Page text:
Nothoscordum bivalve, a Newly Recognized Host of Nothoscordum Mosaic Virus. G. E. Holcomb, Department of Plant Pathology and Crop Physiology, Agricultural Experiment Station, Louisiana State University, Baton Rouge 70803. Plant Dis. 69:905. Accepted for publication 13 June 1985. Copyright 1985 The American Phytopathological Society. DOI: 10.1094/PD-69-905b.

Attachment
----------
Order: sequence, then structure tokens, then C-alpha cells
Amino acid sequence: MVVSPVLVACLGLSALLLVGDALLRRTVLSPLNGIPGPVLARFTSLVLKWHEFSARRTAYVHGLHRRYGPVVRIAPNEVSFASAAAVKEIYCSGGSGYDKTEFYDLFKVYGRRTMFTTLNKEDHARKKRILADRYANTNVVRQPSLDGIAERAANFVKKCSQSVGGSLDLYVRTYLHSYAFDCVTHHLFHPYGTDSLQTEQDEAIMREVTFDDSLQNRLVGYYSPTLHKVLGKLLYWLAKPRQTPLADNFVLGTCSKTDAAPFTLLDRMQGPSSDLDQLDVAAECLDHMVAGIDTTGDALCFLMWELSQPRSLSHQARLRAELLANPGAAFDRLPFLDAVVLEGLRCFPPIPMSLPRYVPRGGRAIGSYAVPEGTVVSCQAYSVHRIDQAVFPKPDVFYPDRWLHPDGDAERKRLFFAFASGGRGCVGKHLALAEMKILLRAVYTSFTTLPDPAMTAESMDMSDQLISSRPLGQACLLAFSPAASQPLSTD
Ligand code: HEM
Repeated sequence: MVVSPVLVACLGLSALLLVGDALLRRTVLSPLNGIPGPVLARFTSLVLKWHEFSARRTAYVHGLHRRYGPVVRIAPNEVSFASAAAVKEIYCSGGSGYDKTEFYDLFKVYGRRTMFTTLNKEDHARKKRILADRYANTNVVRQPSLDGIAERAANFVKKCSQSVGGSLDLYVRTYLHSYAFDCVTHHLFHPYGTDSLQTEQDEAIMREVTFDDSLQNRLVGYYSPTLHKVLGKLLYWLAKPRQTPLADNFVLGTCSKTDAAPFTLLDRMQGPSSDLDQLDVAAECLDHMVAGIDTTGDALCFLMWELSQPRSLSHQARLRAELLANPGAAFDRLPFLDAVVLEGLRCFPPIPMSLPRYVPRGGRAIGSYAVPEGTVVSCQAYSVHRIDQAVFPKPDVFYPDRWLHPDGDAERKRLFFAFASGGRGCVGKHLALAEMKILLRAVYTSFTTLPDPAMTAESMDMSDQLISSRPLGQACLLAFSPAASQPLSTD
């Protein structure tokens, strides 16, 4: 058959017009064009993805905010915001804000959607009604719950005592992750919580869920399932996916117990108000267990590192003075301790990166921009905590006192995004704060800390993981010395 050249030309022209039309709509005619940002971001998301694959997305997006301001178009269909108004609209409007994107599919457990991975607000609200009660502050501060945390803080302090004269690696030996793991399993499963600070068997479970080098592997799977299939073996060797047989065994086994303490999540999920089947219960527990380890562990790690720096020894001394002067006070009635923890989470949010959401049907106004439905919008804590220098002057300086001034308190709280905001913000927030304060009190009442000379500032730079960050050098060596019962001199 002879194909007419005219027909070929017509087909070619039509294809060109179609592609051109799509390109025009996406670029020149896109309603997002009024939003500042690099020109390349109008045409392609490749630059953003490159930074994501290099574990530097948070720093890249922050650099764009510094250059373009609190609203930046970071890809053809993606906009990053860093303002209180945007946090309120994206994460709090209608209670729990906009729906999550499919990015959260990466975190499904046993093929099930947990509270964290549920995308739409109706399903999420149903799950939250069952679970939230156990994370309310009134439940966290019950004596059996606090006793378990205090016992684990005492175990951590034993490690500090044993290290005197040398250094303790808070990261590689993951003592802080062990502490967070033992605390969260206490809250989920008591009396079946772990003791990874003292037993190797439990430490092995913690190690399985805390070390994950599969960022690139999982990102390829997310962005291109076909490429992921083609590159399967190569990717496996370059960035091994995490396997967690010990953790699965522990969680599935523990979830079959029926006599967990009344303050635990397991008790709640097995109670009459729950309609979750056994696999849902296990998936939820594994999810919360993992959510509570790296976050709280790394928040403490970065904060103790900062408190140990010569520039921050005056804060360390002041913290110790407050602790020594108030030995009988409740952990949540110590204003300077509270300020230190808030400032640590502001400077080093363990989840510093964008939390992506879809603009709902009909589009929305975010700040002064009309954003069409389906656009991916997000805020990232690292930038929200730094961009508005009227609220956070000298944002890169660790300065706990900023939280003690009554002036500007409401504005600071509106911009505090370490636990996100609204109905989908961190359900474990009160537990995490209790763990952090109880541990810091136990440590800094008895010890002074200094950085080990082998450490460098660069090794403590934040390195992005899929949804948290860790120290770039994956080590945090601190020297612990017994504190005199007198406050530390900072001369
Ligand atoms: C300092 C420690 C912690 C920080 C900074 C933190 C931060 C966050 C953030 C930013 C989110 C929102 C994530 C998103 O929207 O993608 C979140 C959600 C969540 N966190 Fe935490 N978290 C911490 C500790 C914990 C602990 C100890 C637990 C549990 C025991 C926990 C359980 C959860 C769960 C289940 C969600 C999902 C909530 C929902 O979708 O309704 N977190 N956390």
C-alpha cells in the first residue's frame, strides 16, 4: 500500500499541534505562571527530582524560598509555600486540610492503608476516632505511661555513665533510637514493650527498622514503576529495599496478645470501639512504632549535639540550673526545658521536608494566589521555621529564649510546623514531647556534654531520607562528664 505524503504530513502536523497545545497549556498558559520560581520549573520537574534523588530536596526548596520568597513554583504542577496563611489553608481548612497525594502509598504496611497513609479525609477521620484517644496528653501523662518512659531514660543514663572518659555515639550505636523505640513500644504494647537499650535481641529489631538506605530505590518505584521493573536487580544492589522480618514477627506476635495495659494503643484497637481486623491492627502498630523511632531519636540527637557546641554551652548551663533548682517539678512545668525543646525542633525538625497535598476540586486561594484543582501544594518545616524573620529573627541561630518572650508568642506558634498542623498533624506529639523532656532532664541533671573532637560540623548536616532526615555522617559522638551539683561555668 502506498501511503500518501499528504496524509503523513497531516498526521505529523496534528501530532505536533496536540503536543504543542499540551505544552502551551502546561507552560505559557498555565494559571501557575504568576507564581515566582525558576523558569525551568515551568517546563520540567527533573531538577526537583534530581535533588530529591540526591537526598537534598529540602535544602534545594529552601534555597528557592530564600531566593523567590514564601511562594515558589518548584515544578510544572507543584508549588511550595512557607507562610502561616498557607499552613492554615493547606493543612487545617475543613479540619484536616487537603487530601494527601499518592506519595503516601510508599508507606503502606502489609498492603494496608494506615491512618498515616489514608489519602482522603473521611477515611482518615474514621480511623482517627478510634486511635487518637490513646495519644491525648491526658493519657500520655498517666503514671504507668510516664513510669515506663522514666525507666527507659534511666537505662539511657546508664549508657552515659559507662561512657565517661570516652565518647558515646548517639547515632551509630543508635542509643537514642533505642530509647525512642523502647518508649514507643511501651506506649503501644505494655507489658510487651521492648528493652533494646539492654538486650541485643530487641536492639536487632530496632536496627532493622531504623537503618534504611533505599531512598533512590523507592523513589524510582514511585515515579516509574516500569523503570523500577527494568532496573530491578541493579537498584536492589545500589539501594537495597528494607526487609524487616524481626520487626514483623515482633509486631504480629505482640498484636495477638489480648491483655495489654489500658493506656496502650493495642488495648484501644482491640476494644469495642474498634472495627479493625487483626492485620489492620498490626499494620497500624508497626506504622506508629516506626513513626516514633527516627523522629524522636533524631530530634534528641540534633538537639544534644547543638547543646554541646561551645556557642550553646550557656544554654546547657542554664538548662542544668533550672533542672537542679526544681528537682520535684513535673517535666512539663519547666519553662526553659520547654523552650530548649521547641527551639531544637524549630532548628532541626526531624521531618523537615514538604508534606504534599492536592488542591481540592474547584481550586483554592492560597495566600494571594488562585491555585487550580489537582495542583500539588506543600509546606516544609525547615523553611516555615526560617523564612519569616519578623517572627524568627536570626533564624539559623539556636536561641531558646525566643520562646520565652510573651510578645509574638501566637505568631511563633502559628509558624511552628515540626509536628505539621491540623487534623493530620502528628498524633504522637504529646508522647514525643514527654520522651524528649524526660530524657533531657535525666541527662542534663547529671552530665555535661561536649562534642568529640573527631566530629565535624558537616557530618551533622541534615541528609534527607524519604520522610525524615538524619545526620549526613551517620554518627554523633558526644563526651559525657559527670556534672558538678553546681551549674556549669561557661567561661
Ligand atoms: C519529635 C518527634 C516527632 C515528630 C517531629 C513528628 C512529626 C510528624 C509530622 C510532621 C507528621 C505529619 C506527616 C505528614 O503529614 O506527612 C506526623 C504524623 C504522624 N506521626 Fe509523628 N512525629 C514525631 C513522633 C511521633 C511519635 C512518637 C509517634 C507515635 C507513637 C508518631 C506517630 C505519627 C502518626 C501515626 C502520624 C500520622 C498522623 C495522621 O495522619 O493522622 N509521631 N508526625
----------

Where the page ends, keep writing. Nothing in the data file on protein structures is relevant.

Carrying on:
Nothoscordum inodorum (Ait.) Nichols. (= N. fragrans (Venten.) Kunth), a common wild amaryllis family member, is often infected with nothoscordum mosaic virus (NMV) in Louisiana and has been the only known host of this virus. N. bivalve (L.) Britt., a smaller related plant species, is also common in Louisiana but virus-infected plants have not been found previously. Mechanical inoculations with sap from NMV-infected N. inodorum resulted in successful transmission of the virus to N. bivalve. Typical mosaic symptoms developed after 12 days, and the virus was transmitted back to healthy N. inodorum plants. N. bivalve plants with mosaic virus symptoms were recently found growing in mixed populations with NMV-infected N. inodorum. This is only the second host reported for NMV, a member of the potyvirus group.